- individual (adj.)
- early 15c., "one and indivisible" (with reference to the Trinity), from Medieval Latin individualis, from Latin individuus "indivisible," from in- "not, opposite of" (see in- (1)) + dividuus "divisible," from dividere "divide" (see divide). Not common before c.1600 and the 15c. usage might be isolated. Sense of "single, separate" is 1610s; meaning "intended for one person" is from 1889.
- individual (n.)
- "single object or thing," c.1600, from individual (adj.). Colloquial sense of "person" is attested from 1742.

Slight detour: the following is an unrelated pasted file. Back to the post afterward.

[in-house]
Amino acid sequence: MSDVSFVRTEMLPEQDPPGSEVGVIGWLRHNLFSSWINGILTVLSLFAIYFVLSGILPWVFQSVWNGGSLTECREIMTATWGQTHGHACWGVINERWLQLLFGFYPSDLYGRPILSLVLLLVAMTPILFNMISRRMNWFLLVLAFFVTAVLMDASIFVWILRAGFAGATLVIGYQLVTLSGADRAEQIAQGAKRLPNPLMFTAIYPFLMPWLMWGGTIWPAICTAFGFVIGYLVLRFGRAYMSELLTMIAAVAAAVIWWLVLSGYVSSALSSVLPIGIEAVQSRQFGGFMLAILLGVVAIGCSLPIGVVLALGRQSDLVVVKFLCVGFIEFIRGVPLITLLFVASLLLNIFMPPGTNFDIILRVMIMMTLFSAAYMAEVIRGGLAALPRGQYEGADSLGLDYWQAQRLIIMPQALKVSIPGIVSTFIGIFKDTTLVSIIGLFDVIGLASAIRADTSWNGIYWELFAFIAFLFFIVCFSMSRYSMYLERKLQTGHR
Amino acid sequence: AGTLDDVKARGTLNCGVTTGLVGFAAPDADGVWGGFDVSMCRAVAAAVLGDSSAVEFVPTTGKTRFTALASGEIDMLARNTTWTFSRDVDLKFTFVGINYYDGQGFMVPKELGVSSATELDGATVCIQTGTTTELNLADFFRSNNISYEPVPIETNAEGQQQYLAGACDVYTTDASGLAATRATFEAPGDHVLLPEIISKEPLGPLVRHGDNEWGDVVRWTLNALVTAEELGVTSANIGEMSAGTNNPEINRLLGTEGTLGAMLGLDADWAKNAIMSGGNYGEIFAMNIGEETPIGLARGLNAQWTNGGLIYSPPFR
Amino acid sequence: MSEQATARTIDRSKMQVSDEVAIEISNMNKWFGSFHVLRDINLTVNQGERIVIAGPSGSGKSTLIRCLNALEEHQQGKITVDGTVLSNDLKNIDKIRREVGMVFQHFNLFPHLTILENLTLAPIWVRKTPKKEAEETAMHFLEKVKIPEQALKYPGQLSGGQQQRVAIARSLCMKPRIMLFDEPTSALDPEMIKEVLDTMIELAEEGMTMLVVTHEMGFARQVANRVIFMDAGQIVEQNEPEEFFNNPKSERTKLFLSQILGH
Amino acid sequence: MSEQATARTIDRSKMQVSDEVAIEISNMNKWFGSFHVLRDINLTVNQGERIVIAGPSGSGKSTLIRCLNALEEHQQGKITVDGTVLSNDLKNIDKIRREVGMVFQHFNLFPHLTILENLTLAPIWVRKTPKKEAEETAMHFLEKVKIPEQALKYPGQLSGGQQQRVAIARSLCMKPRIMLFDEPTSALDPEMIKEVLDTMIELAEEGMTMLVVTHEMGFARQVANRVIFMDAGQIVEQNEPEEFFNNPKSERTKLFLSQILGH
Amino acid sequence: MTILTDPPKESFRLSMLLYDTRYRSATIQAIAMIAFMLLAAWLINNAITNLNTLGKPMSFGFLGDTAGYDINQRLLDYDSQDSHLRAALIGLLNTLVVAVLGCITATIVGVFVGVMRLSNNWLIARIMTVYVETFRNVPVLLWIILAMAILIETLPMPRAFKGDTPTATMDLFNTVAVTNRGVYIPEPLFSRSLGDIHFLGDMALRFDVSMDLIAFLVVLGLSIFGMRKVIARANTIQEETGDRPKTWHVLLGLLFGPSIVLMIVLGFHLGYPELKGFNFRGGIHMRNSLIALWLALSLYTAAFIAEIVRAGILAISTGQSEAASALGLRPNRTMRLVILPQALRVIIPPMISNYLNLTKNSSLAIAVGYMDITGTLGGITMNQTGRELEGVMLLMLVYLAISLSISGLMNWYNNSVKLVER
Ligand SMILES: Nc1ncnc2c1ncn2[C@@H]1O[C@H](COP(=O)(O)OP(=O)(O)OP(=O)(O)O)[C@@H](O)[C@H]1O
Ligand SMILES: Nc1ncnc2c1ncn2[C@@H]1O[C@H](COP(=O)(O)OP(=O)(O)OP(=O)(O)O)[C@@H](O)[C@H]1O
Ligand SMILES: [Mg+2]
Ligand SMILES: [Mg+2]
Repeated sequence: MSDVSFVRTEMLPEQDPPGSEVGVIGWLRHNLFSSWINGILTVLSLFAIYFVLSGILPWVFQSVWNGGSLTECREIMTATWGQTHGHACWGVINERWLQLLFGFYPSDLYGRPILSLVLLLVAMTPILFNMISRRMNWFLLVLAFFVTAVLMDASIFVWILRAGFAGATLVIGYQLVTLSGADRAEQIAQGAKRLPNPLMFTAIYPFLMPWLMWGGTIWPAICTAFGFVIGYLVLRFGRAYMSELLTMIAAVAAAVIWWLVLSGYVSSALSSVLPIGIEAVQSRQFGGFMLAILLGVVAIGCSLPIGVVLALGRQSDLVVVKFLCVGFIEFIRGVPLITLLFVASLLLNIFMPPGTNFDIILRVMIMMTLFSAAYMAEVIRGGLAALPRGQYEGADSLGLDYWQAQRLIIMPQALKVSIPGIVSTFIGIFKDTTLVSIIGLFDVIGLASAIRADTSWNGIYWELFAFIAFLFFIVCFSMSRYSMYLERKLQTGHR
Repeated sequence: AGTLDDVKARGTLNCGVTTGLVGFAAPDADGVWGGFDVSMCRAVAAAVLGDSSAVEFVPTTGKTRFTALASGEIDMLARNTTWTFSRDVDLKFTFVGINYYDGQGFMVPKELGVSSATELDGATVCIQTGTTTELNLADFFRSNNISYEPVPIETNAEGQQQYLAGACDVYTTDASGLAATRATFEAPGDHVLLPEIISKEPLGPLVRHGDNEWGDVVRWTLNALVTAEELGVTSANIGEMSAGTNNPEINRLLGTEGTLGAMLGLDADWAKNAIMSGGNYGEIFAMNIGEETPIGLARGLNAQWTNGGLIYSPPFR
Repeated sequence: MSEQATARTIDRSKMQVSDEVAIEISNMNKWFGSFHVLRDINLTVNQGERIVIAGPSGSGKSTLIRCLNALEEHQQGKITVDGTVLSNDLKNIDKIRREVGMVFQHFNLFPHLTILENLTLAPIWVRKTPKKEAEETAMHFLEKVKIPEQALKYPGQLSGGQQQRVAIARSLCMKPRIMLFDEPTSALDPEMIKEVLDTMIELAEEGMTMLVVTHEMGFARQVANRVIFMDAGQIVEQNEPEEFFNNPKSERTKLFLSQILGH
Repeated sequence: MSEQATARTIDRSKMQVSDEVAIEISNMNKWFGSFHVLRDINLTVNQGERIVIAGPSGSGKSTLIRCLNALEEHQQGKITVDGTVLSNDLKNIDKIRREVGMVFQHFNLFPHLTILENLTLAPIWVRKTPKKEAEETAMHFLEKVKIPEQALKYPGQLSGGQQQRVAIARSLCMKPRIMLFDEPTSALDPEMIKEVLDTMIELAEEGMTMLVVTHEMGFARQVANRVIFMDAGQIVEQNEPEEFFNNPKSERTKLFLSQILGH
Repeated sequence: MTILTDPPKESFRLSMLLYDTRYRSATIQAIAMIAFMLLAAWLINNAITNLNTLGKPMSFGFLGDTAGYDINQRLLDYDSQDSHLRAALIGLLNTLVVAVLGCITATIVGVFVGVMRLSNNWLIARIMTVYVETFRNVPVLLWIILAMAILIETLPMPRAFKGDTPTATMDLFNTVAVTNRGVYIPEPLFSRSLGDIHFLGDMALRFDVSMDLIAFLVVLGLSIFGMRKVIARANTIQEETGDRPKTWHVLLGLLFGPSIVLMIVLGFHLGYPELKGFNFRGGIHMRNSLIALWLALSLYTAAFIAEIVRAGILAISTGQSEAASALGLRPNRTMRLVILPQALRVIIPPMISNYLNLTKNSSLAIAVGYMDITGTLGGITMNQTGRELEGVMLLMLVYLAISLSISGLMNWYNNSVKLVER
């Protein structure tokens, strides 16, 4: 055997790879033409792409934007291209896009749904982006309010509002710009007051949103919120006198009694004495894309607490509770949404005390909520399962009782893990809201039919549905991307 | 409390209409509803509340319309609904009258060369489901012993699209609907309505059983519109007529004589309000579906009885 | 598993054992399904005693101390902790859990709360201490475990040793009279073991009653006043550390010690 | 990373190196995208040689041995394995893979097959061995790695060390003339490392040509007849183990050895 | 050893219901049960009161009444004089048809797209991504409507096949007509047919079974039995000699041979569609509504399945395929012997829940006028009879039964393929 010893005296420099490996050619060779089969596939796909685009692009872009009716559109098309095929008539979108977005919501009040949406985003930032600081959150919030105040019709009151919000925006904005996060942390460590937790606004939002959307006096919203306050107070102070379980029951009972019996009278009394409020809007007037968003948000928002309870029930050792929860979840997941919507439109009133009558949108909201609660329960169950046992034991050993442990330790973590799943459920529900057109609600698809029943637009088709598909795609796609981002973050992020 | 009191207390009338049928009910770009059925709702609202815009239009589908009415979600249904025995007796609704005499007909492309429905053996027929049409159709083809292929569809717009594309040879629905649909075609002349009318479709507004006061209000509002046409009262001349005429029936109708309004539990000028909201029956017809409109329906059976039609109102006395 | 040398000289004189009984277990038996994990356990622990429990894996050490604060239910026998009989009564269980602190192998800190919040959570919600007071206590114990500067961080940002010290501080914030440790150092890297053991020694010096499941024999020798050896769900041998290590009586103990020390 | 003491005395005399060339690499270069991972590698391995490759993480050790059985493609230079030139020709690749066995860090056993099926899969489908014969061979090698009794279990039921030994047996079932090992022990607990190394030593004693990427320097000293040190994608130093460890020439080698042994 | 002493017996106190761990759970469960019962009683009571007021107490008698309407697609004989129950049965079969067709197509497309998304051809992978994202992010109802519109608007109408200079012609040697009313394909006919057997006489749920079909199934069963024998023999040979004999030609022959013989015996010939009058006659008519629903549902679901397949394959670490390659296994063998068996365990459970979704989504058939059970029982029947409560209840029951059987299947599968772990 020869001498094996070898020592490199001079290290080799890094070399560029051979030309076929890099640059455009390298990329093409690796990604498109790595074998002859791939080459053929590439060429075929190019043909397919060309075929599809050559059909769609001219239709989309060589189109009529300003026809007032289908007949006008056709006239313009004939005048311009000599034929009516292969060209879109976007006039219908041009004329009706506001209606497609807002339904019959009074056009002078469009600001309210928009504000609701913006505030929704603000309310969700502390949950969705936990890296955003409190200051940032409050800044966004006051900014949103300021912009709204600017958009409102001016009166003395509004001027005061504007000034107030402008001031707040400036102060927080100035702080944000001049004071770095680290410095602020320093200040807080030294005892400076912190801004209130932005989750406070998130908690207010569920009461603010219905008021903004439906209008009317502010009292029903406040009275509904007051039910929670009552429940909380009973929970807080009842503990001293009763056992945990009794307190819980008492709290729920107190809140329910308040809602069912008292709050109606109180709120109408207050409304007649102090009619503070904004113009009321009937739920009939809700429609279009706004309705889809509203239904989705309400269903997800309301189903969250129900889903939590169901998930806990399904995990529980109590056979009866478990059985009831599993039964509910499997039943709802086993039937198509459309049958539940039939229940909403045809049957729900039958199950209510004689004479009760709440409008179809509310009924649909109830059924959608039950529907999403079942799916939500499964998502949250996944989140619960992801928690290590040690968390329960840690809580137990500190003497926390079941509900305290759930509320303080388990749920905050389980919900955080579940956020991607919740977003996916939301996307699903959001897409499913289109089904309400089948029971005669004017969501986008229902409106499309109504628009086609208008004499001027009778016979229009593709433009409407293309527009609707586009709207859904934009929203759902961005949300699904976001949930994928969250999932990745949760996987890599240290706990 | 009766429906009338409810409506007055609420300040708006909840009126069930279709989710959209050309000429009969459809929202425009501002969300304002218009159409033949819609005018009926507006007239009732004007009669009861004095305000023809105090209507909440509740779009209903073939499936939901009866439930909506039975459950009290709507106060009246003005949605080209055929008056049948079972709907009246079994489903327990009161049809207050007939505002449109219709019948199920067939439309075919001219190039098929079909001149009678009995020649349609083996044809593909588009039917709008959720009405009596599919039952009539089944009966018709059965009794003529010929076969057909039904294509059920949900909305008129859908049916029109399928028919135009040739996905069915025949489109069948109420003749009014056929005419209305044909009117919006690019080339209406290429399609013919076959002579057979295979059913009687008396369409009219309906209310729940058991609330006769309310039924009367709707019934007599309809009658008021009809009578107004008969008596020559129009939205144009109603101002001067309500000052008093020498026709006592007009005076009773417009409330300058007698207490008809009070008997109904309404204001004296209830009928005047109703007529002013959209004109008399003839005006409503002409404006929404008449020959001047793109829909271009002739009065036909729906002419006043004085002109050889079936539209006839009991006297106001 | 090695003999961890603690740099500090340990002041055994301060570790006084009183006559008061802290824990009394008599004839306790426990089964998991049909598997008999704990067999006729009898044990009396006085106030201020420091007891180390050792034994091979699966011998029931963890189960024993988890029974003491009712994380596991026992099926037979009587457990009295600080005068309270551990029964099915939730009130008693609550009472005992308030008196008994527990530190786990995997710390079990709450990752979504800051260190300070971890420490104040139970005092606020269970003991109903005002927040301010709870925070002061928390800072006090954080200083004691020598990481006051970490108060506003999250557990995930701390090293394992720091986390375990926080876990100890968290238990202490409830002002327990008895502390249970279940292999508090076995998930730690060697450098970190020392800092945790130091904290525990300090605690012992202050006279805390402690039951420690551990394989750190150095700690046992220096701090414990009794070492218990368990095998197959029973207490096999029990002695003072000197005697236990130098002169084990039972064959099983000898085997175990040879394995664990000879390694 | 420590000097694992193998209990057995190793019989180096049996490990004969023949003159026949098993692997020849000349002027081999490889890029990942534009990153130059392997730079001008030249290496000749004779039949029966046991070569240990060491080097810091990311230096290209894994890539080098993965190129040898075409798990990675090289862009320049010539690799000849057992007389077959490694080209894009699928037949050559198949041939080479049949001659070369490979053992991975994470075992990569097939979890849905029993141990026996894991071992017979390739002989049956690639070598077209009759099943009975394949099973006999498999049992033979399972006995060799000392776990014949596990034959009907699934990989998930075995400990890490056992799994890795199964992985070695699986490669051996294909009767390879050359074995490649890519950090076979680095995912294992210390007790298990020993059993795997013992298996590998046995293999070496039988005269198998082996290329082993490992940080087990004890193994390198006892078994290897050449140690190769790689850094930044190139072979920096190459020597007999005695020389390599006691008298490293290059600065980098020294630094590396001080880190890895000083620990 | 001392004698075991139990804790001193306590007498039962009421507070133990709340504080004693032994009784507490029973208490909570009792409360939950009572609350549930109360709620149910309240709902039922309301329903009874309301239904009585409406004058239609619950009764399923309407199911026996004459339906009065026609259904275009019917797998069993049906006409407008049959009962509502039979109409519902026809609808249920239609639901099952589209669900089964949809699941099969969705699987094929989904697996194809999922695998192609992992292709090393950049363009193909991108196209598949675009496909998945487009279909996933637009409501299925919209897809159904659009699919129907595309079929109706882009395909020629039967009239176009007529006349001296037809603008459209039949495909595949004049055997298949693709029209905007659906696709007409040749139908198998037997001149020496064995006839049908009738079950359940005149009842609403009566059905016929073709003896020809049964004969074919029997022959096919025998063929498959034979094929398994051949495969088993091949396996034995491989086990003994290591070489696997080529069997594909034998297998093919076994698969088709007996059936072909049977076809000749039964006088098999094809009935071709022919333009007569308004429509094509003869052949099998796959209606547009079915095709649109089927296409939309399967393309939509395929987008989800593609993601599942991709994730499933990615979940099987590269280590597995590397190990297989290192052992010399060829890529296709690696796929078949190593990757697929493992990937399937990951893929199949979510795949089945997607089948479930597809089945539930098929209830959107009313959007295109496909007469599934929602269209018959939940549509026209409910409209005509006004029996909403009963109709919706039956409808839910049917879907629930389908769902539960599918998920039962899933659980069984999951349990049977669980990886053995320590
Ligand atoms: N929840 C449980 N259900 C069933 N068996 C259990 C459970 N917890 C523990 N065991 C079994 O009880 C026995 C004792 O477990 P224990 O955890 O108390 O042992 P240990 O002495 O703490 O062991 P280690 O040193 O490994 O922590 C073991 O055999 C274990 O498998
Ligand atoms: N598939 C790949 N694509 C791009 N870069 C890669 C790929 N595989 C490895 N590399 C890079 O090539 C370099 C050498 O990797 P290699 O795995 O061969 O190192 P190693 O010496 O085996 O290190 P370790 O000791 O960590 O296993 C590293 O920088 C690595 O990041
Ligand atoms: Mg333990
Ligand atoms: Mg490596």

A majority can never replace the individual. ... Just as a hundred fools do not make one wise man, a heroic decision is not likely to come from a hundred cowards. [Adolf Hitler, "Mein Kampf," 1933]
Latin individuum meant "an atom, indivisible particle;" in Middle English individuum was used in sense of "individual member of a species" from early 15c.